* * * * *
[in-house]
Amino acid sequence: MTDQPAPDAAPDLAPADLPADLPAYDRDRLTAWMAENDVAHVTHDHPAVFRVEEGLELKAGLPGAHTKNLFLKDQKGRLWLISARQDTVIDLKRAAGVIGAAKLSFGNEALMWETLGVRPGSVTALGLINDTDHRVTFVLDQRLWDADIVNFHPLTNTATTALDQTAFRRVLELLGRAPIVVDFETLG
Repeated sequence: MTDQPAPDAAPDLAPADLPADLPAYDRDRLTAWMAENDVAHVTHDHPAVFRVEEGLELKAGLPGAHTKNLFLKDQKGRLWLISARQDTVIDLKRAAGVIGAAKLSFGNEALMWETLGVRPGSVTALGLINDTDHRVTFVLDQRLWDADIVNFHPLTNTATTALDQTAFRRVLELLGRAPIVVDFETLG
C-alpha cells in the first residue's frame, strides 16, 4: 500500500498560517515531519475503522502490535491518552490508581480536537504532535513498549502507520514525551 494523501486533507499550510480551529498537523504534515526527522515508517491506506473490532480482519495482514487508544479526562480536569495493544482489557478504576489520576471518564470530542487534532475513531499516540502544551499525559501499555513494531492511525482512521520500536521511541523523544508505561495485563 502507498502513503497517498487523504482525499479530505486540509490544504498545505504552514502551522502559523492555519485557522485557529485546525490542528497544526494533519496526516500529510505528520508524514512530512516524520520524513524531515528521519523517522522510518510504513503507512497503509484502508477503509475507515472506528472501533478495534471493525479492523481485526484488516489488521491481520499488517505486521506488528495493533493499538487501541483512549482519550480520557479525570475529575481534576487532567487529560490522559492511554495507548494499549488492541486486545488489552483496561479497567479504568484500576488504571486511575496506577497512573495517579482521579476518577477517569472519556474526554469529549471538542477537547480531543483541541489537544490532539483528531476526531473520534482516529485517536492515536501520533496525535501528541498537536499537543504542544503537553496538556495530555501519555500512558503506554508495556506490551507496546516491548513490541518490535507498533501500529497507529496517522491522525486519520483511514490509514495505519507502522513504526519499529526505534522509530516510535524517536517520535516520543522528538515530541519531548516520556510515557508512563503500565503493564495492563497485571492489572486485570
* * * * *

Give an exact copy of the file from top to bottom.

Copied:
[in-house]
Amino acid sequence: MTDQPAPDAAPDLAPADLPADLPAYDRDRLTAWMAENDVAHVTHDHPAVFRVEEGLELKAGLPGAHTKNLFLKDQKGRLWLISARQDTVIDLKRAAGVIGAAKLSFGNEALMWETLGVRPGSVTALGLINDTDHRVTFVLDQRLWDADIVNFHPLTNTATTALDQTAFRRVLELLGRAPIVVDFETLG
Repeated sequence: MTDQPAPDAAPDLAPADLPADLPAYDRDRLTAWMAENDVAHVTHDHPAVFRVEEGLELKAGLPGAHTKNLFLKDQKGRLWLISARQDTVIDLKRAAGVIGAAKLSFGNEALMWETLGVRPGSVTALGLINDTDHRVTFVLDQRLWDADIVNFHPLTNTATTALDQTAFRRVLELLGRAPIVVDFETLG
C-alpha cells in the first residue's frame, strides 16, 4: 500500500498560517515531519475503522502490535491518552490508581480536537504532535513498549502507520514525551 494523501486533507499550510480551529498537523504534515526527522515508517491506506473490532480482519495482514487508544479526562480536569495493544482489557478504576489520576471518564470530542487534532475513531499516540502544551499525559501499555513494531492511525482512521520500536521511541523523544508505561495485563 502507498502513503497517498487523504482525499479530505486540509490544504498545505504552514502551522502559523492555519485557522485557529485546525490542528497544526494533519496526516500529510505528520508524514512530512516524520520524513524531515528521519523517522522510518510504513503507512497503509484502508477503509475507515472506528472501533478495534471493525479492523481485526484488516489488521491481520499488517505486521506488528495493533493499538487501541483512549482519550480520557479525570475529575481534576487532567487529560490522559492511554495507548494499549488492541486486545488489552483496561479497567479504568484500576488504571486511575496506577497512573495517579482521579476518577477517569472519556474526554469529549471538542477537547480531543483541541489537544490532539483528531476526531473520534482516529485517536492515536501520533496525535501528541498537536499537543504542544503537553496538556495530555501519555500512558503506554508495556506490551507496546516491548513490541518490535507498533501500529497507529496517522491522525486519520483511514490509514495505519507502522513504526519499529526505534522509530516510535524517536517520535516520543522528538515530541519531548516520556510515557508512563503500565503493564495492563497485571492489572486485570